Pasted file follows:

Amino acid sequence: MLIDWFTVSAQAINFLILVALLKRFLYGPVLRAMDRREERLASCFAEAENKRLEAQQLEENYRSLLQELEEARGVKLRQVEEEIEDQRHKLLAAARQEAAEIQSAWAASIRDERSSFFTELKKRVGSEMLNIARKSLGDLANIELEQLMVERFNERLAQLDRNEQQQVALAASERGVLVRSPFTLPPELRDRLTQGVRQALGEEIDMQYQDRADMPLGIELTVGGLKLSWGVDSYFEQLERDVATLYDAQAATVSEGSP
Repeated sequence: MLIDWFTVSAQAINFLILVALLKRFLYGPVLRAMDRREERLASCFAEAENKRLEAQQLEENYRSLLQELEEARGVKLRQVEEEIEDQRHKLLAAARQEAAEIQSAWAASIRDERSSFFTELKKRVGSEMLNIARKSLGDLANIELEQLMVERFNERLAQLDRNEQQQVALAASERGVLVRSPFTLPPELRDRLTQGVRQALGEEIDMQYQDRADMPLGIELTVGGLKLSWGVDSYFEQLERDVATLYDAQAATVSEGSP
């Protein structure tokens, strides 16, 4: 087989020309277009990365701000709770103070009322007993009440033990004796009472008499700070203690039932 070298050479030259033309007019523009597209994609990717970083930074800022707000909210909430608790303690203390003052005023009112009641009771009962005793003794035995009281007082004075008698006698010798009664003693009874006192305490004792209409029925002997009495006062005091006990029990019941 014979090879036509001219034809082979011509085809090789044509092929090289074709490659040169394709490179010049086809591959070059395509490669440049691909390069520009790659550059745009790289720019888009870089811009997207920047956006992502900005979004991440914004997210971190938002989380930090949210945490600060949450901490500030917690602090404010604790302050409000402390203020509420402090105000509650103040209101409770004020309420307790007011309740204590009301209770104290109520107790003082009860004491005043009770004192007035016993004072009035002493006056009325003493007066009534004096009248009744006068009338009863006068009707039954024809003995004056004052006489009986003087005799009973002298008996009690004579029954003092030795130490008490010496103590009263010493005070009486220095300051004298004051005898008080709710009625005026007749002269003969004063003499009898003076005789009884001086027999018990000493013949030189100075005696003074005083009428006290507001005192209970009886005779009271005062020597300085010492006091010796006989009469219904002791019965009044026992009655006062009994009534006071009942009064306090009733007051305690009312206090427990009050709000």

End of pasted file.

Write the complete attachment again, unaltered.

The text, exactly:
Amino acid sequence: MLIDWFTVSAQAINFLILVALLKRFLYGPVLRAMDRREERLASCFAEAENKRLEAQQLEENYRSLLQELEEARGVKLRQVEEEIEDQRHKLLAAARQEAAEIQSAWAASIRDERSSFFTELKKRVGSEMLNIARKSLGDLANIELEQLMVERFNERLAQLDRNEQQQVALAASERGVLVRSPFTLPPELRDRLTQGVRQALGEEIDMQYQDRADMPLGIELTVGGLKLSWGVDSYFEQLERDVATLYDAQAATVSEGSP
Repeated sequence: MLIDWFTVSAQAINFLILVALLKRFLYGPVLRAMDRREERLASCFAEAENKRLEAQQLEENYRSLLQELEEARGVKLRQVEEEIEDQRHKLLAAARQEAAEIQSAWAASIRDERSSFFTELKKRVGSEMLNIARKSLGDLANIELEQLMVERFNERLAQLDRNEQQQVALAASERGVLVRSPFTLPPELRDRLTQGVRQALGEEIDMQYQDRADMPLGIELTVGGLKLSWGVDSYFEQLERDVATLYDAQAATVSEGSP
């Protein structure tokens, strides 16, 4: 087989020309277009990365701000709770103070009322007993009440033990004796009472008499700070203690039932 070298050479030259033309007019523009597209994609990717970083930074800022707000909210909430608790303690203390003052005023009112009641009771009962005793003794035995009281007082004075008698006698010798009664003693009874006192305490004792209409029925002997009495006062005091006990029990019941 014979090879036509001219034809082979011509085809090789044509092929090289074709490659040169394709490179010049086809591959070059395509490669440049691909390069520009790659550059745009790289720019888009870089811009997207920047956006992502900005979004991440914004997210971190938002989380930090949210945490600060949450901490500030917690602090404010604790302050409000402390203020509420402090105000509650103040209101409770004020309420307790007011309740204590009301209770104290109520107790003082009860004491005043009770004192007035016993004072009035002493006056009325003493007066009534004096009248009744006068009338009863006068009707039954024809003995004056004052006489009986003087005799009973002298008996009690004579029954003092030795130490008490010496103590009263010493005070009486220095300051004298004051005898008080709710009625005026007749002269003969004063003499009898003076005789009884001086027999018990000493013949030189100075005696003074005083009428006290507001005192209970009886005779009271005062020597300085010492006091010796006989009469219904002791019965009044026992009655006062009994009534006071009942009064306090009733007051305690009312206090427990009050709000």